The FBI is linking a hacker only known by the moniker "mr. grey" to a whopping 1.2 billion stolen internet credentials after finding his Russian email address in the evidence it gathered. It's unclear if he obtained all those by himself, though, or if he's even just a single person or a group of people operating under one name. Either way, if there were a contest for hackers, mr. grey would've won it by now, as this is apparently the biggest collection of stolen log-in details the FBI has investigated thus far. Reuters says that info came from the court documents the feds submitted to support its search warrant request in 2014. The authorities got their tip from cybersecurity firm Hold Security, which found out that a Russian hacking group called CyberVor has stolen 1.2 billion log-in details and over 500 million email addresses.
Hackers have been breaking through a lot of government agency's defenses these past years, and DARPA thinks it's high time to do something about it. Pentagon's mad science division has launched a new program called Rapid Attack Detection, Isolation and Characterization (RADICS), which aims to develop innovative technologies that can quickly detect and respond to cyber attacks. Not just any cyber attacks, though: RADICS was specifically created to deflect security threats on critical infrastructures in the US, especially those that are vital to the Department of Defense's missions. The agency likely wants to make sure the government can quickly detect and fight off terrorists and/or hackers trying to switch off the country's electricity or transportation systems.
If you want proof that the Federal Communications Commission is getting serious about privacy, you only need to look at its latest recruit. The agency has hired Jonathan Mayer, one of the masterminds behind Do Not Track browsing, as the chief technologist for its Enforcement Bureau. He'll help lead investigations into any shady behavior from telecoms and TV providers, particularly if they run afoul of your privacy or security.
Following a successful 3-month pilot program at its Wolfsburg plant, Volkswagen announced on Tuesday that it will begin issuing 3D smart glasses to its plant logistics personnel. These glasses, which display information like bin locations and part numbers directly in the user's line of sight, should help speed up order picking. That is, they'll tell plant employees if the parts they're holding are the parts they actually need. And to keep the process as hands-free as possible, a camera embedded in the specs will double as a barcode scanner.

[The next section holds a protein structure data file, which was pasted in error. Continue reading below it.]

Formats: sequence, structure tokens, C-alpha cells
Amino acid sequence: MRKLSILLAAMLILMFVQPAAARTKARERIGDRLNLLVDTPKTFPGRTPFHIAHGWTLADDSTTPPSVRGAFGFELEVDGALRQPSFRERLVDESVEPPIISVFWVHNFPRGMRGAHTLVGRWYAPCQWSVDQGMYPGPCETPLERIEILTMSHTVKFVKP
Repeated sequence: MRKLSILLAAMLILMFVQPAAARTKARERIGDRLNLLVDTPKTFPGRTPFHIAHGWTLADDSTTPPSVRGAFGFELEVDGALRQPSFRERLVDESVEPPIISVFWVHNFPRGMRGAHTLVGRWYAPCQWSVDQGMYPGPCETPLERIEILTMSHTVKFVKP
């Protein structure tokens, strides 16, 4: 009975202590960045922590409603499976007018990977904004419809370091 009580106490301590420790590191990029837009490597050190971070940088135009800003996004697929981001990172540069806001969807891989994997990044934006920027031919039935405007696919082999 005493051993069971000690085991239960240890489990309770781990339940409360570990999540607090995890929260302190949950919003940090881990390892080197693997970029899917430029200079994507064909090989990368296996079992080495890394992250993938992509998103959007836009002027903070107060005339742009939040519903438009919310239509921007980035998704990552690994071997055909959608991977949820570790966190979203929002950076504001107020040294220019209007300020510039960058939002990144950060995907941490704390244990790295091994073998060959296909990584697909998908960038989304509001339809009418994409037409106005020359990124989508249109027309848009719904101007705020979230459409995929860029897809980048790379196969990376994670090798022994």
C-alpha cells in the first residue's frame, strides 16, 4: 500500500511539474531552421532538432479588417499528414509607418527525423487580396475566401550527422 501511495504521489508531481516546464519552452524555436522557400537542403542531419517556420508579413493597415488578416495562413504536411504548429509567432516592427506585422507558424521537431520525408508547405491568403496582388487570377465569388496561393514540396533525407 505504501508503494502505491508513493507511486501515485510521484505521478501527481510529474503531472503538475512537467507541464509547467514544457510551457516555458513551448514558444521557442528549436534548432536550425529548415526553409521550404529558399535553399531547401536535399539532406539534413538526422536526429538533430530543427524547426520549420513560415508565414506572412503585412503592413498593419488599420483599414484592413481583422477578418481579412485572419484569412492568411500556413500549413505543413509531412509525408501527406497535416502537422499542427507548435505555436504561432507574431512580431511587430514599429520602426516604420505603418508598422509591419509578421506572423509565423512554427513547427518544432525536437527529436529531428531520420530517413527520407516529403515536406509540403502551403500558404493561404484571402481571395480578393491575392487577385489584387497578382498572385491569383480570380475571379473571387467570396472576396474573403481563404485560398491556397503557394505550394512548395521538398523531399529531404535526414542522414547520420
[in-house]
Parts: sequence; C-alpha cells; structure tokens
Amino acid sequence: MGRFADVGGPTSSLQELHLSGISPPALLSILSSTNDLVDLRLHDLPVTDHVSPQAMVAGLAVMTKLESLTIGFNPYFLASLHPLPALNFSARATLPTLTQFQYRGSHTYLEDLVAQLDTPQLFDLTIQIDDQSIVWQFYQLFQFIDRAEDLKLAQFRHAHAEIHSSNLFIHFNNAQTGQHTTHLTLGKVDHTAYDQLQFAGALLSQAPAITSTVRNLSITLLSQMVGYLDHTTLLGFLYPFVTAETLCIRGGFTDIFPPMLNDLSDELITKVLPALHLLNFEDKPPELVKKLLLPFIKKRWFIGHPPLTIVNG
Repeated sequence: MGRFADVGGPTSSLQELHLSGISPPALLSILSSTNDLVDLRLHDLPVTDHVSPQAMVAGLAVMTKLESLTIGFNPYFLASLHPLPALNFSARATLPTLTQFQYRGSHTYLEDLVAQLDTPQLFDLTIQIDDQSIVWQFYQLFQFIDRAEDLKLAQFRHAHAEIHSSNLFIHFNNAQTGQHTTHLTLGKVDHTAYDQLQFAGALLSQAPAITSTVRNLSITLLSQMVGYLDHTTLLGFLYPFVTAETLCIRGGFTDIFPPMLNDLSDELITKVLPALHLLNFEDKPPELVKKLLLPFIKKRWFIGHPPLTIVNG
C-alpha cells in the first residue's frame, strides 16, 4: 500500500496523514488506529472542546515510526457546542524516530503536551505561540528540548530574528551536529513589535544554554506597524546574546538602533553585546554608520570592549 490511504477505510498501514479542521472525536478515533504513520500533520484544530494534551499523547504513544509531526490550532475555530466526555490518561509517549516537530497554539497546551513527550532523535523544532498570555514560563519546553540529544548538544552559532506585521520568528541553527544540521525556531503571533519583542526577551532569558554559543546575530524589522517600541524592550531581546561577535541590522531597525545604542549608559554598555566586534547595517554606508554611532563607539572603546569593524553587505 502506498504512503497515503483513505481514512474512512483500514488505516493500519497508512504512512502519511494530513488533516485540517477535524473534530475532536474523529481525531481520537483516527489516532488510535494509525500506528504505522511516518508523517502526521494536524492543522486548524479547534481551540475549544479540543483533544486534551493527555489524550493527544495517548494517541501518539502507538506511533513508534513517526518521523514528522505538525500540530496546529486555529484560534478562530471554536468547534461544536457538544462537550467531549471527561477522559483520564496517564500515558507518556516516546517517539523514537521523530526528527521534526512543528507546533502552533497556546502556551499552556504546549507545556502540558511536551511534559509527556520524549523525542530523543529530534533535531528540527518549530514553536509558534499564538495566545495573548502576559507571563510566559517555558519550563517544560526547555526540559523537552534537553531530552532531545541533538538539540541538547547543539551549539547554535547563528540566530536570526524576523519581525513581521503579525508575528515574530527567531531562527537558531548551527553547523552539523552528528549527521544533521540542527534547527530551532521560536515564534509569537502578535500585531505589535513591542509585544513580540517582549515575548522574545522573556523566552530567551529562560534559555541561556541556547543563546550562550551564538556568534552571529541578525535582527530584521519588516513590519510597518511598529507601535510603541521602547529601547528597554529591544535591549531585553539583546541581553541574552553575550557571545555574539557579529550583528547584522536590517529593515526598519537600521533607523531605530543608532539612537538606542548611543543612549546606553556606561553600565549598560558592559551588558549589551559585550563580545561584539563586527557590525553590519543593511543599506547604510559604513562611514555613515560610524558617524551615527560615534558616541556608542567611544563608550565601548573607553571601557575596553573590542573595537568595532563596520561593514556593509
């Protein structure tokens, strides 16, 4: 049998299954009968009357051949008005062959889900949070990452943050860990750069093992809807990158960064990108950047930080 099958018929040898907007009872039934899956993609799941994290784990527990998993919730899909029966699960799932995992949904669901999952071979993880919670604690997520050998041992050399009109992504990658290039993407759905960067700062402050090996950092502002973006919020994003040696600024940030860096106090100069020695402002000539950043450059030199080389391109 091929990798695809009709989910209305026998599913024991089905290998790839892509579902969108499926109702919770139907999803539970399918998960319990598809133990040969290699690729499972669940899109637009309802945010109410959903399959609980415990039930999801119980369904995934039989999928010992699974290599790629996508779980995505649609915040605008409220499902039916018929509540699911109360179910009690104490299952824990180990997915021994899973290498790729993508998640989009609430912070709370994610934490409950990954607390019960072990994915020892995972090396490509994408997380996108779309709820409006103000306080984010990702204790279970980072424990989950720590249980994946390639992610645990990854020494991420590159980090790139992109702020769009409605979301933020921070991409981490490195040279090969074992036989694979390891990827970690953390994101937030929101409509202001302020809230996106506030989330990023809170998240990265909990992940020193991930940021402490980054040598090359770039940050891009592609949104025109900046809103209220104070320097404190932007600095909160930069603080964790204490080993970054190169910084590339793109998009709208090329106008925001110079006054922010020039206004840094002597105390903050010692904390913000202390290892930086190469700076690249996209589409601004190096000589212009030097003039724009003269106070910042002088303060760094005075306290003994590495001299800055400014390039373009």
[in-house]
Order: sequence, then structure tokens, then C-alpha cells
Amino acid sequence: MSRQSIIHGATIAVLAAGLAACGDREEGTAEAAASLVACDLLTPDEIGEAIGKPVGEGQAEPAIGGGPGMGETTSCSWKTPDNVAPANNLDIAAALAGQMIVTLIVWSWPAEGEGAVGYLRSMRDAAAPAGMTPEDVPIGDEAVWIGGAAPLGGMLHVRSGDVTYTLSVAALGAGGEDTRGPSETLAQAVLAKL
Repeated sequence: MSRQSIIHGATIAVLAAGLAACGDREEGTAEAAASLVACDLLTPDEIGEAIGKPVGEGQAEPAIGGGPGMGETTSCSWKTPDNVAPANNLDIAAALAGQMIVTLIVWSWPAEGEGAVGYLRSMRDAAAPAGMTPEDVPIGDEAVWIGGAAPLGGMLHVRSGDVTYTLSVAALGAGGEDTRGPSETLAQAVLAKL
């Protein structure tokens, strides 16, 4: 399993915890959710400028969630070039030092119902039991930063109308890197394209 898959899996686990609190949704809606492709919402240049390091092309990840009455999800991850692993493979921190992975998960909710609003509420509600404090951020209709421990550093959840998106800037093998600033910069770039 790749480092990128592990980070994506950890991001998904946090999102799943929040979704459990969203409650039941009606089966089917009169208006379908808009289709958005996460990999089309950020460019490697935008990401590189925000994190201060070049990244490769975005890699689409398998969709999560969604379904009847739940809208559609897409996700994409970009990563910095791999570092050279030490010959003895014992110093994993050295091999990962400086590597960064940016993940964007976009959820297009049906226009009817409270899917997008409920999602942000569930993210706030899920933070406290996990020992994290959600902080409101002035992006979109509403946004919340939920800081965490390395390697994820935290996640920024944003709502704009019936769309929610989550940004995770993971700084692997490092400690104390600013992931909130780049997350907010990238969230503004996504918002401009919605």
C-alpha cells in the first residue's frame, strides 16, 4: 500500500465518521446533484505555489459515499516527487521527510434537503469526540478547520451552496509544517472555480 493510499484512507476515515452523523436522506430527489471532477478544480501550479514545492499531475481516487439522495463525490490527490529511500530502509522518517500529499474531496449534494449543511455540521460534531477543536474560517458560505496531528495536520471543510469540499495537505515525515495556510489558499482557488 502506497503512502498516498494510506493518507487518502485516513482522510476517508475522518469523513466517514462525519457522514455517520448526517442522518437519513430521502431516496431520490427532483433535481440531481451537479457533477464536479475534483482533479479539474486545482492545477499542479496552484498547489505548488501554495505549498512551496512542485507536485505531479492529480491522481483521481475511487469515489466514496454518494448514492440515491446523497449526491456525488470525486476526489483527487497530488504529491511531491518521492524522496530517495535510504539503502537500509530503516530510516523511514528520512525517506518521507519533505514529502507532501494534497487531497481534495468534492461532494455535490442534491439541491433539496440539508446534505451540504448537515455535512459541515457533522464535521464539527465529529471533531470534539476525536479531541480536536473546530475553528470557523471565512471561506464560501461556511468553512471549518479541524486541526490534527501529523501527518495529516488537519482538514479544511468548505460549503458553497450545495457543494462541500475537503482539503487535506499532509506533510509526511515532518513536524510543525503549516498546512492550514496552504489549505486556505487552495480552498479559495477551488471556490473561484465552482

Occam's Razor apparently holds true everywhere, even in the farthest reaches of space. While researchers speculated that star KIC 8462852's mysterious dimming might be the result of alien megastructures, NASA is about to publish evidence supporting the theory that it's really just a swarm of comets. Based on the strange dimming and the moderate infrared light levels, you may be looking at a pack of cold comets on a "very long, eccentric" orbit. If so, the strange signatures over the years reflect different-size comets passing around the star.
It looks like TiVo Roamio owners won't need to buy an upgraded box for the new SkipMode feature. Zatz Not Funny points out info on TiVo's website promising SkipMode will come to older Roamio DVRs on December 10th, which the company confirmed in a statement to Engadget. Starting today, a software update is going out that enabled QuickMode sped-up viewing on the Roamio. Meanwhile, a limited test will only let older boxes in the Bay Area and Chicago access SkipMode, for now (it's available nationwide on the Bolt). In case you're not familiar, SkipMode lets users bypass ad breaks on selected shows (prime time broadcasts on certain national networks) just by pressing the green button on their remote. At least so far, it has avoided any legal issues seen by Dish Network's Hopper technology, and hopefully will continue to work as advertised. When I reviewed the Bolt, I found my favorite way to use it was skipping any stray seconds recorded before a show starts, so I could leap to the actual beginning.
Twitter announced the rollout of full-screen video playback for its Twitter Kit on Tuesday. That means users will be able to view videos and animated gifs within Twitter without having to pop open a new window or launch the Twitter app -- everything is handled within the running app itself. The feature is currently only available for apps running Twitter Kit for iOS8+ but the company is also reportedly releasing an Android version "shortly."
[Image Credit: Bloomberg via Getty Images]
If you've stayed at one of Hilton's hotels in the past year, you might want to check your credit card history. The chain has confirmed a report that malware compromised its payment systems, putting your data at risk. The intruders got in between November 18th and December 5th in 2014, and between April 21st and July 27th this year. The malware didn't expose home addresses or PIN codes, but it did get access to card numbers, security codes and names -- enough that hackers could potentially make purchases.
Ah, Thanksgiving -- the perfect time to relax with your family and play something slow, wholesome and casual. Nintendo, it's your time to shine: join us as we check out Animal Crossing Amiibo Festival and Mario Tennis Ultra Smash on Wii U to see which game better compliments a gluttonous holiday meal. We'll be streaming at 6PM Eastern / 3PM Pacific right here in this post, on the Engadget Gaming homepage and, if you want to join us in chat, at Twitch.tv/Joystiq. And yes, it's okay to vent your Amiibo shopping frustrations here. This is a safe space, friends. We understand.
Bang and Olufsen is known for two things: unique design and high prices. Sometimes, the cost isn't so much of an issue if the design is matched by quality audio or a solid display panel. The company's new BeoPlay A6 is a $1,000 wireless speaker with three modes to change its sound based on where it's placed in a room. With Sonos and others already offering similar products for a fraction of the price, I was unsure if B&O's latest product would live up to steep asking price. Unfortunately, my suspicions were correct.